Speaking of Iowa, the ACT college testing nonprofit deployed a geothermal heat sink for its Iowa City data center. Another Midwestern company, Prairie Bunkers near Hastings, Neb., is pursuing geothermal cooling for its Data Center Park facility, converting several 5,000-square-foot ammo bunkers into self-contained data centers.
Unlike geothermal heat sinks, the ocean is effectively an infinite heat sink for data center purposes. The trick is being near one, but that is more likely than you might think: Any sufficiently large body of water, such as the Great Lakes between the United States and Canada, can serve as a coolant reservoir.
The ultimate seawater cooling scenario is a data center island, which could use the ocean in the immediate area to cool the data center using sea-to-freshwater heat exchangers. The idea is so good that Google patented it back in 2007. Google's approach falls far afield of the objectives in this article, however, since the first step is to either acquire or construct an island.
But the idea isn't so farfetched if you're already located reasonably close to an ocean shore, large lake, or inland waterway. Nuclear plants have used sea and lake water cooling for decades. As reported in Computer Sweden (Google's English translation) last fall, Google took this approach for its Hamina, Finland, data center, a converted paper pulp mill. Using chilly Baltic Sea water as the sole means to cool its new mega data center, as well as to supply water for emergency fire protection, demonstrates a high degree of trust in the reliability of the approach. The pulp mill has an existing water inlet from the Baltic, with two-foot-diameter piping, reducing the project's implementation costs.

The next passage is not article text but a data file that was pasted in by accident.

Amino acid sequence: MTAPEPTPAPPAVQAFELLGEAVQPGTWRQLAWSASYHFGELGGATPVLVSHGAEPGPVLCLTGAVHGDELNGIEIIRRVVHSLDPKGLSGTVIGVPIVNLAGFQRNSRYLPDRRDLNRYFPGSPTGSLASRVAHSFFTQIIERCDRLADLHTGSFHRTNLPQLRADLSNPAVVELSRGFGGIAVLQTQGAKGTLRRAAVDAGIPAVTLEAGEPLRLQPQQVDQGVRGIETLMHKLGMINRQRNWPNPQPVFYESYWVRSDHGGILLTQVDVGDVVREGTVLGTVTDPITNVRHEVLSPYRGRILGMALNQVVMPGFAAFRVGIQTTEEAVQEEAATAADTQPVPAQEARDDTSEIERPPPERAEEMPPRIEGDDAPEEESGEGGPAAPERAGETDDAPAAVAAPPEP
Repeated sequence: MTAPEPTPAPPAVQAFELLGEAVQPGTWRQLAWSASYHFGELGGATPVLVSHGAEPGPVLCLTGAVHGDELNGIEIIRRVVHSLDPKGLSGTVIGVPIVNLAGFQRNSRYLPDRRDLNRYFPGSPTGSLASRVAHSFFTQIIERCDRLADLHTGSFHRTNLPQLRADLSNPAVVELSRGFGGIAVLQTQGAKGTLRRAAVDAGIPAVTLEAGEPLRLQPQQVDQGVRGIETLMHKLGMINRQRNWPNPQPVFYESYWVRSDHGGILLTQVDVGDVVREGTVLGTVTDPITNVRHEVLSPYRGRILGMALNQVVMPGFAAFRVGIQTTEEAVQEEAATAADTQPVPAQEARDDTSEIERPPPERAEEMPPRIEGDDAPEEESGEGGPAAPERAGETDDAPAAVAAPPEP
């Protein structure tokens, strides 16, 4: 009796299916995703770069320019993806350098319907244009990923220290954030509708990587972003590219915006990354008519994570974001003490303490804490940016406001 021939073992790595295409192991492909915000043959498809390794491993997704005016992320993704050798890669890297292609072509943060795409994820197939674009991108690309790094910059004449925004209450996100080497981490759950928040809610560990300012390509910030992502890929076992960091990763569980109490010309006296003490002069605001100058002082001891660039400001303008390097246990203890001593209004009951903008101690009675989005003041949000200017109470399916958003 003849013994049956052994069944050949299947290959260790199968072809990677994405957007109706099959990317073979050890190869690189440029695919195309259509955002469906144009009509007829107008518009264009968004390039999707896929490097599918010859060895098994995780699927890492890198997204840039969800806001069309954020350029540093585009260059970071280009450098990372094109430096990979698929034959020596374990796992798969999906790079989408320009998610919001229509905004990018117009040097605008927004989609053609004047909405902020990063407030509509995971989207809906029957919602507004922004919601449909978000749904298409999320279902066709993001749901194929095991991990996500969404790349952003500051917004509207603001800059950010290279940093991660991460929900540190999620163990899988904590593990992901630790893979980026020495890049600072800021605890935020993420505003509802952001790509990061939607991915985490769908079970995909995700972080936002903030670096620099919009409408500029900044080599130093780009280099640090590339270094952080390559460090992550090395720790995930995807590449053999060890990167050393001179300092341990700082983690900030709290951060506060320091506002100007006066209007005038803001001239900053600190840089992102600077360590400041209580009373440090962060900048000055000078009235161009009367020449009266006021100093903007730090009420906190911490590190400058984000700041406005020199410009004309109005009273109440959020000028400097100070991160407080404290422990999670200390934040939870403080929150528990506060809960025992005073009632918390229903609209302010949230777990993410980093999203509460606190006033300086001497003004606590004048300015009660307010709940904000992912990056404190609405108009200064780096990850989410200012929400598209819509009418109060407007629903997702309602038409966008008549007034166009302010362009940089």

Freshwater lakes have been used successfully to cool data centers. Cornell University's Ithaca, N.Y., campus uses water from nearby 2.5-trillion-gallon Cayuga Lake to cool not just its data centers but the entire campus. The first-of-its-kind cooling facility, called Lake Source Cooling and built in 2000, pumps 35,000 gallons per hour, distributing water at 39 degrees Fahrenheit to campus buildings located 2.5 miles away.
Both salt- and freshwater cooling systems require one somewhat expensive component: a heat exchanger to isolate natural water from the water used to directly chill the data center. This isolation is necessary to protect both the environment and sensitive server gear, should a leak occur in the system. Beyond this one expensive component, however, sea (and lake) water cooling requires nothing more complex than ordinary water pipe.
How much money do you want to save?
The value of these techniques is that none are mutually exclusive: You can mix and match cost saving measures to meet your short-term budget and long-term objectives. You can start with the simple expedient of raising the data center temperatures, then assess the value of other techniques in light of the savings you achieve with that first step.
This story, "8 radical ways to cut data center power costs," was originally published at InfoWorld.com. Follow the latest developments in data center technology and management at InfoWorld.com. For the latest developments in business technology news, follow InfoWorld.com on Twitter.
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This story, "Eight Radical Ways to Cut Data Center Power Costs" was originally published by InfoWorld.